Lettuce grows in cool spring or fall weather.

How to Tell When Lettuce Is Ripe

by Jenny Harrington

Whether you prefer green or red, leafy or crisp, growing your own lettuce (Lactuca sativa) gives you many options in the garden. Head lettuce forms tight round heads and provides the optimum in crispness, while looseleaf lettuce comes in a variety of colors and provides a flavorful addition to salads. Romaine varieties feature both a loose head and leafy tops. Determining when your lettuce is ready for picking depends on the variety.

Head Lettuce

Monitor the size and formation of the lettuce heads beginning about 55 days after planting, which is when most head lettuce varieties approach maturity. Check the lettuce daily for ripeness.

Select lettuce that has reached its full size and formed a firm head. Verify that the outer wrapper leaves have begun to overlap.

Cut through the stem beneath the lettuce head, slicing at the soil surface, with a sharp knife. Trim any remaining stem from the head lettuce so the cut is flush to the head.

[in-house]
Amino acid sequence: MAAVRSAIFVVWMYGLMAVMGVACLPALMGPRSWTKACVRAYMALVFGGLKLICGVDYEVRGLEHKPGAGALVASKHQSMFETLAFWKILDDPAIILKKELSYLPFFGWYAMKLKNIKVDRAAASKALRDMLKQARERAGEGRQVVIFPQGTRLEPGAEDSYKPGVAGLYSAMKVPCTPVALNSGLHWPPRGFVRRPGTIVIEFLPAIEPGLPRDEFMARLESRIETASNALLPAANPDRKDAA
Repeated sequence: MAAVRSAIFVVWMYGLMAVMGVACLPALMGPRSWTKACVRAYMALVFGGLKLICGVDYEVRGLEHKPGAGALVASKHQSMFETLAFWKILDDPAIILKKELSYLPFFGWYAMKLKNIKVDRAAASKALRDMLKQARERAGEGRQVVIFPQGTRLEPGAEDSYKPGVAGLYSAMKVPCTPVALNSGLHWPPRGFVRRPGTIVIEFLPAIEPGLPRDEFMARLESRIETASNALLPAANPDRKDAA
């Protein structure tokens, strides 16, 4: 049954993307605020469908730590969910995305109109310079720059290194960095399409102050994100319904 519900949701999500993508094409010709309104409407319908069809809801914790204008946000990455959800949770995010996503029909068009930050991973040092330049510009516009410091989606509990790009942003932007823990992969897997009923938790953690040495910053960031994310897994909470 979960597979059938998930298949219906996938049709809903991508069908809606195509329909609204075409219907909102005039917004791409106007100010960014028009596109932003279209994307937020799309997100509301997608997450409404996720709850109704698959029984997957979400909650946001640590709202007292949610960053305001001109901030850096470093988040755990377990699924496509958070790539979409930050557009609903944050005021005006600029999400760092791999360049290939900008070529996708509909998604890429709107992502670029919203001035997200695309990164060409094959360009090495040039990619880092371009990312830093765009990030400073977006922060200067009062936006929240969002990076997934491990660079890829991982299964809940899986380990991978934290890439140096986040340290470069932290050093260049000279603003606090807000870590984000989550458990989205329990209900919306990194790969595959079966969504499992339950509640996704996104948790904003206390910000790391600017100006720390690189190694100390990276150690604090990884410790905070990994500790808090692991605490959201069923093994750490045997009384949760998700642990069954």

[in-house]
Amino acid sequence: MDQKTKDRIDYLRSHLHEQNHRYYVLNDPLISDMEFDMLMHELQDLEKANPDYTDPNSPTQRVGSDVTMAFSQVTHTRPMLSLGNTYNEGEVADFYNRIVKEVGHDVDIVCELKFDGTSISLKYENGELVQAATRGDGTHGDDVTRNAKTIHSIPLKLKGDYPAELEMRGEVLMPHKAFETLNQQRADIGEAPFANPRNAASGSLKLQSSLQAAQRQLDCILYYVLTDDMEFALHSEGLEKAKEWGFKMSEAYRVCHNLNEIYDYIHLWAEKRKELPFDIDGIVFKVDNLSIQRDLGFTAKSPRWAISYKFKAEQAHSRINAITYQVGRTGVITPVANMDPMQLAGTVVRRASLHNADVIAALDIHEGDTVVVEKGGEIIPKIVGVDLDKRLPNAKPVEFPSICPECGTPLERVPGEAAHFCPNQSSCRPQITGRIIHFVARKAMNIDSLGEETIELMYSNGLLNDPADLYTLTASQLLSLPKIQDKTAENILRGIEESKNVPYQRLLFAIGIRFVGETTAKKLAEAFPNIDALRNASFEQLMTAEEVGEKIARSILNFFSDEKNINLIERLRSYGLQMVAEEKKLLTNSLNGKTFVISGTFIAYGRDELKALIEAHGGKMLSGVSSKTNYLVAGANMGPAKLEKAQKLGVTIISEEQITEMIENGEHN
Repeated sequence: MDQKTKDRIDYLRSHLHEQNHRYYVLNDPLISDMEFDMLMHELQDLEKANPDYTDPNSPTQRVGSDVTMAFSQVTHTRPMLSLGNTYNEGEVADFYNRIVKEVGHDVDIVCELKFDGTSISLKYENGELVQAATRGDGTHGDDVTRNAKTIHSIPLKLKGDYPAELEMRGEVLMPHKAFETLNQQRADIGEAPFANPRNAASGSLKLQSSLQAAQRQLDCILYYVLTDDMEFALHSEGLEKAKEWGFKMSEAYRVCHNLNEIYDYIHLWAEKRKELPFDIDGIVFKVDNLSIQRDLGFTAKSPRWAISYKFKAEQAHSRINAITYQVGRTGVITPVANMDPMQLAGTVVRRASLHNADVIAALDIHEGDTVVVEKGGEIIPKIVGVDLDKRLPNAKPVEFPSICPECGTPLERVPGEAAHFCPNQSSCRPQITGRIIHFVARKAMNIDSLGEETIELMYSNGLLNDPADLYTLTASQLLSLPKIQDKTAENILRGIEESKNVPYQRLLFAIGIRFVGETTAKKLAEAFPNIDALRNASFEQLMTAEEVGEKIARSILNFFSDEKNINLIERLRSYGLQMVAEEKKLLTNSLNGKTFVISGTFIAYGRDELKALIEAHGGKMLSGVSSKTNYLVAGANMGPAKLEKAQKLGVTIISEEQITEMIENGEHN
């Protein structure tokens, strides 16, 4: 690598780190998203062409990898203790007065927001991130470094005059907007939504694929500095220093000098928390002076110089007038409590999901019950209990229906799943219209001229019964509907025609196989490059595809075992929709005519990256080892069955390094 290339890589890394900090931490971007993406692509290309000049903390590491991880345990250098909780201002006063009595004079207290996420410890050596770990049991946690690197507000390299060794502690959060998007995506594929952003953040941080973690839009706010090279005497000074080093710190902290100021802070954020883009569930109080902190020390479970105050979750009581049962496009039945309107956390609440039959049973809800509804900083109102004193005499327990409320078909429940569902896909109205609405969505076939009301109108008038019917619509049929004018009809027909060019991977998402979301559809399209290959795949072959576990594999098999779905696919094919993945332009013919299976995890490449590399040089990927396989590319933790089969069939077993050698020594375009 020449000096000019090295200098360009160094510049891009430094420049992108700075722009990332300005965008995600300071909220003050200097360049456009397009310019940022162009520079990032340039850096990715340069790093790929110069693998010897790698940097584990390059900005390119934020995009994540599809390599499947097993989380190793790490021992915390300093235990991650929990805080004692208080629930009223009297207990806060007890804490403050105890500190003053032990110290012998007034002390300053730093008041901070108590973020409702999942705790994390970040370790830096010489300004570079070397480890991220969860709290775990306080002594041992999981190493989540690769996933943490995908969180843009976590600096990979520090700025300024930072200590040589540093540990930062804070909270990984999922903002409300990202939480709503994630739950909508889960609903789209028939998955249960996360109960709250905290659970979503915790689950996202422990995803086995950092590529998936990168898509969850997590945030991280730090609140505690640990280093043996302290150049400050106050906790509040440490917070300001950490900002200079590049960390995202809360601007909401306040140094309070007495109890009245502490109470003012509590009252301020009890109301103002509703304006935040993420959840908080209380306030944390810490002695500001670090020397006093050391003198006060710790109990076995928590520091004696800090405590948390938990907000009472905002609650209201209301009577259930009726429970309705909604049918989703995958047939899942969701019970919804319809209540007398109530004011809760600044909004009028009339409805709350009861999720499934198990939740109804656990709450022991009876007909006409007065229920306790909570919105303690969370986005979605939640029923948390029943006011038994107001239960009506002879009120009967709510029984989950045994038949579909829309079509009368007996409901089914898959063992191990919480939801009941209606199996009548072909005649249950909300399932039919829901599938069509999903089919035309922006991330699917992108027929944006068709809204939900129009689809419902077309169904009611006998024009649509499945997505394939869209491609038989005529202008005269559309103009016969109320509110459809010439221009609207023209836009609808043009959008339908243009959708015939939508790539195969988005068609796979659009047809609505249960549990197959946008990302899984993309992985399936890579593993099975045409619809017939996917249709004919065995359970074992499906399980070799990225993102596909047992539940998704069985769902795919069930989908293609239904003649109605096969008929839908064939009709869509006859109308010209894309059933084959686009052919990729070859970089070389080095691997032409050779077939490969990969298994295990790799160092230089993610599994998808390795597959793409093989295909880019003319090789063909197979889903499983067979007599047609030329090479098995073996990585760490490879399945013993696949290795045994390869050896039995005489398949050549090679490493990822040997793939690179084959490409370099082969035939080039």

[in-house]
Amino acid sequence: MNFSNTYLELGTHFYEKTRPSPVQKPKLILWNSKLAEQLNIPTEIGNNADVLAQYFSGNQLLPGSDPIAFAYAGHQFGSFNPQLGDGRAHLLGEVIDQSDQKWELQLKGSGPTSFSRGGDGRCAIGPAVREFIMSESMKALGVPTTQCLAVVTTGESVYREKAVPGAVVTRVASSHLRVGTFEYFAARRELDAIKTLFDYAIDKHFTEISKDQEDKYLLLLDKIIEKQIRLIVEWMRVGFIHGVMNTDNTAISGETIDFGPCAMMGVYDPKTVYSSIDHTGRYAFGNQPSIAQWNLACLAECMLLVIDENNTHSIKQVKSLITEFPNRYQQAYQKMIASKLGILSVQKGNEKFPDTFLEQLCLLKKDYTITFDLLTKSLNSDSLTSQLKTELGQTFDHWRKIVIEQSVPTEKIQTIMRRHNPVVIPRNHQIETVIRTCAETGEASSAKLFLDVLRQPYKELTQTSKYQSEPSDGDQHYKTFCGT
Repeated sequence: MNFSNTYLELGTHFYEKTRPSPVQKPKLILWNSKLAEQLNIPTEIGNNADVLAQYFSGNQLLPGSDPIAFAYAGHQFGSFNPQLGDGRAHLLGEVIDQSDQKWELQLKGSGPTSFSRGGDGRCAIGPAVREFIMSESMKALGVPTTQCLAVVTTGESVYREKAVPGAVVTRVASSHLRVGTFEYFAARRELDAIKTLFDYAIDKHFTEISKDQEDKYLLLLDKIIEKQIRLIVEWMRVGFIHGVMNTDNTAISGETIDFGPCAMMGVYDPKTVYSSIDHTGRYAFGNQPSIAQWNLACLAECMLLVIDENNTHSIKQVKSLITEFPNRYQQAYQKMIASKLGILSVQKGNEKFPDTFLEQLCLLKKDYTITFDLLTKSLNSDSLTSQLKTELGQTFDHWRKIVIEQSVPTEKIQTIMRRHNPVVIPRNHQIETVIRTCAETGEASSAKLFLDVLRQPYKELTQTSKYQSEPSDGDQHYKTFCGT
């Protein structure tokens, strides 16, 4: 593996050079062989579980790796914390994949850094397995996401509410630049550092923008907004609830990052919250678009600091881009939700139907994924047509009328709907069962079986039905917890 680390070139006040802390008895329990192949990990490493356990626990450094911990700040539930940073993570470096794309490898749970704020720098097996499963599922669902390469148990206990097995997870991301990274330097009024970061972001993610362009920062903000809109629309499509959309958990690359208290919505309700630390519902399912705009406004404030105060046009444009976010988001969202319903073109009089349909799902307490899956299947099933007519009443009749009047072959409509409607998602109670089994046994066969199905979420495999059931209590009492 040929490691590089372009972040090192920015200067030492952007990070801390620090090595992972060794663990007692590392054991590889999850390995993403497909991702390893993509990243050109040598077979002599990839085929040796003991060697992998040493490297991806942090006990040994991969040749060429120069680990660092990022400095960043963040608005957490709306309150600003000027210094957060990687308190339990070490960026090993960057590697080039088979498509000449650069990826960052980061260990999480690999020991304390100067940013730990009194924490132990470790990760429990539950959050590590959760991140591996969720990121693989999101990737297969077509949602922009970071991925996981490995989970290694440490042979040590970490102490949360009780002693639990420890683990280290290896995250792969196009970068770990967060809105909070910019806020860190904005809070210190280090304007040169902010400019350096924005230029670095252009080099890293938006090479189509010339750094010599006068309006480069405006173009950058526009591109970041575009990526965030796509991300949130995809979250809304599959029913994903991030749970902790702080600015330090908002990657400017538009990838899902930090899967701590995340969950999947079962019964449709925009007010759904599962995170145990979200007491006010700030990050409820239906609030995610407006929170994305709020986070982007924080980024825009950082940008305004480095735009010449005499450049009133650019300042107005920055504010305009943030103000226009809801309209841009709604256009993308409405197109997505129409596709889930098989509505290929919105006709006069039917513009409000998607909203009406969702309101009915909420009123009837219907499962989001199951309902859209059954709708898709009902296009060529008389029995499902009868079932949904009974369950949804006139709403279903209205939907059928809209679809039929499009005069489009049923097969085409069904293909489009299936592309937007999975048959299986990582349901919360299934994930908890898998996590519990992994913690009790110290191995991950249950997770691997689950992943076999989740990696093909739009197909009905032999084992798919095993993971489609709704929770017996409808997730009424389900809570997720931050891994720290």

Leaf Lettuce

Harvest looseleaf lettuce plants when the foliage grows 5 to 6 inches tall, which may require up to 75 days. Allow romaine lettuce varieties to form a 6- to 8-inch tall upright head that's solid near the bottom and loose on top.

Cut of the outer leaves of looseleaf lettuce once they reach their mature length. Snip through the leaves with shears near the base of the plant. Leave the inner foliage to continue growing. Harvest outer leaves every one to two weeks as they are replaced with new foliage.

Pick the entire looseleaf or romaine lettuce plant when it reaches its mature height. Cut through the base of the plant at soil level, using a sharp knife.

Items you will need

  • Knife
  • Shears


  • Dry and store lettuce in the vegetable crisper drawer. If kept dry, head varieties can retain their quality for up to two weeks, and leaf varieties can remain good for up to one month.

About the Author

Jenny Harrington has been a freelance writer since 2006. Her published articles have appeared in various print and online publications. Previously, she owned her own business, selling handmade items online, wholesale and at crafts fairs. Harrington's specialties include small business information, crafting, decorating and gardening.

Photo Credits

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